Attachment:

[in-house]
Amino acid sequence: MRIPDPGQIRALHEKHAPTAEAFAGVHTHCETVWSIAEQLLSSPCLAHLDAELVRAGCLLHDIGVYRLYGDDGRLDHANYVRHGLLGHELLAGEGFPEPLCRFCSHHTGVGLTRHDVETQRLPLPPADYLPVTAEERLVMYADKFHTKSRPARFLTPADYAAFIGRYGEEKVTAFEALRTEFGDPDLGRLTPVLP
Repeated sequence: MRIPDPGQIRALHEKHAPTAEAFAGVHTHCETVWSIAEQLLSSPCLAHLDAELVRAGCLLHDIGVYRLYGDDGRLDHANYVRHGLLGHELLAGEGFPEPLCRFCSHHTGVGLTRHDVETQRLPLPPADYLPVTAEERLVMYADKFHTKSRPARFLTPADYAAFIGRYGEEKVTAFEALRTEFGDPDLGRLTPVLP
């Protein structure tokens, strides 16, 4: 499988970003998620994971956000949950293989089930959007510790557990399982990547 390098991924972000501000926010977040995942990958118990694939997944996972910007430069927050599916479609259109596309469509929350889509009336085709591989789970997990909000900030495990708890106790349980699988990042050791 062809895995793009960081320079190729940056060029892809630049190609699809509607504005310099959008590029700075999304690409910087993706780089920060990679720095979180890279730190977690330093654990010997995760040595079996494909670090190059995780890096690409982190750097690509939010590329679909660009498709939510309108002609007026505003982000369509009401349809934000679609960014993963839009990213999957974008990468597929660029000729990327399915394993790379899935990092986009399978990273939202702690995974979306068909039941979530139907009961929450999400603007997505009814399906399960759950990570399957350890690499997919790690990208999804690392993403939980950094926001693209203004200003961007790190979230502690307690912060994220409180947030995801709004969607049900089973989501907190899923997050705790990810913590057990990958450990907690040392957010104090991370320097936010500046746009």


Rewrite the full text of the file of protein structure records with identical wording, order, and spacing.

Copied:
[in-house]
Amino acid sequence: MRIPDPGQIRALHEKHAPTAEAFAGVHTHCETVWSIAEQLLSSPCLAHLDAELVRAGCLLHDIGVYRLYGDDGRLDHANYVRHGLLGHELLAGEGFPEPLCRFCSHHTGVGLTRHDVETQRLPLPPADYLPVTAEERLVMYADKFHTKSRPARFLTPADYAAFIGRYGEEKVTAFEALRTEFGDPDLGRLTPVLP
Repeated sequence: MRIPDPGQIRALHEKHAPTAEAFAGVHTHCETVWSIAEQLLSSPCLAHLDAELVRAGCLLHDIGVYRLYGDDGRLDHANYVRHGLLGHELLAGEGFPEPLCRFCSHHTGVGLTRHDVETQRLPLPPADYLPVTAEERLVMYADKFHTKSRPARFLTPADYAAFIGRYGEEKVTAFEALRTEFGDPDLGRLTPVLP
């Protein structure tokens, strides 16, 4: 499988970003998620994971956000949950293989089930959007510790557990399982990547 390098991924972000501000926010977040995942990958118990694939997944996972910007430069927050599916479609259109596309469509929350889509009336085709591989789970997990909000900030495990708890106790349980699988990042050791 062809895995793009960081320079190729940056060029892809630049190609699809509607504005310099959008590029700075999304690409910087993706780089920060990679720095979180890279730190977690330093654990010997995760040595079996494909670090190059995780890096690409982190750097690509939010590329679909660009498709939510309108002609007026505003982000369509009401349809934000679609960014993963839009990213999957974008990468597929660029000729990327399915394993790379899935990092986009399978990273939202702690995974979306068909039941979530139907009961929450999400603007997505009814399906399960759950990570399957350890690499997919790690990208999804690392993403939980950094926001693209203004200003961007790190979230502690307690912060994220409180947030995801709004969607049900089973989501907190899923997050705790990810913590057990990958450990907690040392957010104090991370320097936010500046746009």